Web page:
Call for papers for proposed anthology:
Caribbean Outlook: the dynamics of politics, ideology, regionalism and evolving perspectives
Deadlines: 28 February 2015 – abstracts of proposals; 30 June 2015 – full papers due
From the CFP:
The publication brings together written discussion by contributors on Caribbean society on intellectual areas that have shaped and are shaping the characteristics of the Caribbean. The objectives of the publication are to connect with students and academics at the tertiary level but can also be a generally used resource. As a result, one goal of the publication is to have innovative, refreshing, re-examined viewpoints on different academic areas challenging traditional and even revisionist ideas. By this, the publication provides an opportunity for contributors to put forward ideas into the academic domain alongside traditional and critical ideas. The thematic structure of the publication was chosen given the impact that these areas have within the region.
The exploration of political issues provides the backdrop for understanding the systems of power within the Caribbean. Part of this exploration is to examine the legacies of colonial administration through the influence of the political party structure, the parliamentary system, and constitutional foundations of the region’s system of politics. Ideology continues to play a central role in the development of the Caribbean’s identity ranging from labour movements, identity consciousness and constitutional reform. The struggles of small Caribbean states within the worldwide economy provides the underpinning for exploring Caribbean unification as a critical aspect of the region’s twenty-first century goals. In some instances, the discussion of the importance of Caribbean integration has not given traction to the integration movement while other aspects of regionalism are losing power to influence the integration discussion. Finally, evolving perspectives provides an opportunity to investigate areas that have in the past few years been seen as important pillars for social development. For example, gender, sport, banking and law were second to politics, economics, and labour as it pertains to forces shaping the Caribbean. However, these areas are very important for the continued institutional progress of Caribbean society.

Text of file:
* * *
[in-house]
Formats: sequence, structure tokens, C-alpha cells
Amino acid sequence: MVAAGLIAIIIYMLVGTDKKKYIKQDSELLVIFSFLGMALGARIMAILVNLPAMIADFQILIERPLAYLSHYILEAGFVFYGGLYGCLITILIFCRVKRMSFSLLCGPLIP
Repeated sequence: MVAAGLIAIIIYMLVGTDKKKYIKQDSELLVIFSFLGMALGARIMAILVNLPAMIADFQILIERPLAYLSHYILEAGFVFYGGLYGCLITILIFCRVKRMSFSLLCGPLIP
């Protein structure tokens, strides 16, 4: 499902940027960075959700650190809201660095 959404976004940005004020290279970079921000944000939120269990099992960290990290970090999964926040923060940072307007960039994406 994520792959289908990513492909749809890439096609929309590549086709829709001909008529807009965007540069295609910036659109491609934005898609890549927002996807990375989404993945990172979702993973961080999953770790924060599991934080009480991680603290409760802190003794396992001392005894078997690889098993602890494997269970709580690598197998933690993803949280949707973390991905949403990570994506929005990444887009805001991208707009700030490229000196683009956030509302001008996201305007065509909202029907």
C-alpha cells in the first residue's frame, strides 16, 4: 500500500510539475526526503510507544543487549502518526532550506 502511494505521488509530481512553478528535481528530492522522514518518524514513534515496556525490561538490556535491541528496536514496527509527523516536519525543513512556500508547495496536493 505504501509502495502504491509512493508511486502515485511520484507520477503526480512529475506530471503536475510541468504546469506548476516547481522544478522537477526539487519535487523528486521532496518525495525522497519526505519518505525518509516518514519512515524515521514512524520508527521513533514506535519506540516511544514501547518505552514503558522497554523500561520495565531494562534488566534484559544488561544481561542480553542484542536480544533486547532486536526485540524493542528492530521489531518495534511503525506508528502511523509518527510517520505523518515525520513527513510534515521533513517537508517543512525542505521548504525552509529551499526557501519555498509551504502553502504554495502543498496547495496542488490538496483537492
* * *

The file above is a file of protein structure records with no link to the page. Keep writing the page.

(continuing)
To attain the goal of creating a relevant framework for discussion, each contribution should be situated within a theoretical basis outlining why and how the elements within the area have impacted upon Caribbean society. Each submission therefore will be examined and approved depending on the quality of research. Authors are asked to submit an abstract with final submission to be made later on.
Citation style: Chicago Manual of Style (latest edition)
Word length: 8,000 – 10,000
Proposed Publishers: Palgrave MacMillan or Edward Elgar Publishing
For more information, contact: firstname.lastname@example.org – Jerome Teelucksingh, University of the West Indies – St. Augustine